Pro Hogs:

Former Hogs face off in All-Star game

By: Todd Pearce
Published: Sunday, June 15, 2014
Ryne Stanek recorded his first professional win Monday.
Photo by Sam Dykstra
Ryne Stanek recorded his first professional win Monday.

— Two former Arkansas Razorbacks will pitch on opposite sides of the Class A Midwest League All-Star Game on Tuesday at Fifth Third Ballpark in Comstock Park, Mich.

Ryne Stanek will represent the Bowling Green Hot Rods (A Rays) on the East team, while former teammate and Forrest City native Barrett Astin of the Wisconsin Timber Rattlers (A Brewers) will play for the West.

Astin, who is 5-3 this season with a 4.52 ERA, downplayed his All-Star selection.

“I’m doing really pretty average,” Astin said. “Whatever the coaches ask me to do, I’m doing. I’m just trying to focus on getting better as a pitcher, get some wins and help the team make a push for the playoffs.”

Timber Rattlers Manager and former Razorback Matt Erickson, who was a freshman All-American in 1995 and still holds the Razorbacks’ record for best career batting average (.377), said he could tell Astin benefited from his time at Arkansas.

“He’s one of our more mature guys,” Erickson said. “He’s got a firm belief in preparation and he’s very consistent. He doesn’t get too high or too low and doesn’t show a lot of emotion. There are all different types of personalities on this team, but he’s got a professional state of mind. He’s done a nice job of staying healthy and doing what he can do to get better and putting the team in a position to win.”

Astin said Erickson’s knowledge as a hitter has helped a key aspect in his development.

“One of the things I’ve been working on is reading hitters, so he’s good about telling me what to look for in certain situations,” Astin said.

“We talk a lot about team defense,” Erickson countered. “We talk about attacking the strike zone early and letting the defense play behind you. That gives a pitcher a better chance of a low pitch count and lasting longer in games.”

Stanek, who missed the first month of the season recovering from offseason hip surgery, is 3-2 with a 2.16 ERA this season.

“Ryne worked really hard at his rehab,” Bowling Green pitching coach Bill Moloney told Curt Rallo of milb.com earlier this month. “I don’t see any changes in the mechanics from when he signed. I give him credit for working hard and coming back.”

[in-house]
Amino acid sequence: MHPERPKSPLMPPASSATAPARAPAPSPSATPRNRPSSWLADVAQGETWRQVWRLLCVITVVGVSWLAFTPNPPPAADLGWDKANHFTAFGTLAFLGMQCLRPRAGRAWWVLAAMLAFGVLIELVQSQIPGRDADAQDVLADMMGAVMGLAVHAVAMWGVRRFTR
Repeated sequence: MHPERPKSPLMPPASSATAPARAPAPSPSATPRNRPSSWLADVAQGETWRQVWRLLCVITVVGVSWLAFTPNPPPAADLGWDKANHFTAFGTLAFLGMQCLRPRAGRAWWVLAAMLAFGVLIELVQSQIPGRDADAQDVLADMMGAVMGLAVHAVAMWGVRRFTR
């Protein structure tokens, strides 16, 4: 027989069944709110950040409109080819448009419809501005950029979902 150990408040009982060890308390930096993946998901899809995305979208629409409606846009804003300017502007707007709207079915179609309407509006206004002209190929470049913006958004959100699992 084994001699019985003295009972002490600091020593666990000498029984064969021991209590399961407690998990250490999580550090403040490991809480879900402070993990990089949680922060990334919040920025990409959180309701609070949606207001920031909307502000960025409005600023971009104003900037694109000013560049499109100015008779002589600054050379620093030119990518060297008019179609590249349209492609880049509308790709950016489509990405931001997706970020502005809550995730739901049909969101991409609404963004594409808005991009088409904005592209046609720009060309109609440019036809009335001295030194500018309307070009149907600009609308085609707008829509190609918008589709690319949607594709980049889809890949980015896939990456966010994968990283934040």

Stanek has won each of his last three starts, allowing 2 runs on 12 hits with 4 walks and 15 strikeouts in 18 innings. He attributed his success to better command of his fastball and development of his off-speed pitches.

“My changeup is a work in progress,” Stanek said. “It’s good at times, and other times, I get a little under it. It’s becoming a pretty good pitch that I’ve used a lot. My curveball, which I didn’t use a lot in college, has turned into a better pitch now that I’ve thrown it a lot. That’s huge, because now I have a really good mix of pitches.”

That mix of pitches has kept hitters guessing, which is why he’s allowed only 10 walks this season.

“It just happened,” Stanek said about cutting down on walks in which he had 103 his junior season at Arkansas. “The ball is coming out better. I have a better feel for what I’m doing, which is nice. I don’t really think about it. I don’t try to be too fine. In college, I was always trying to be perfect. Here, I try to execute my pitch, instead of being perfect and trying to nibble instead of just attacking.”

Astin said he hasn’t thought much about his All-Star game appearance, but said the break in the schedule will be a good thing.

“We go at it for six months and only get about 10 days off, so it will be good to step away,” Astin said. “It will be good to talk to Stanek and just have a good time while I’m there.”

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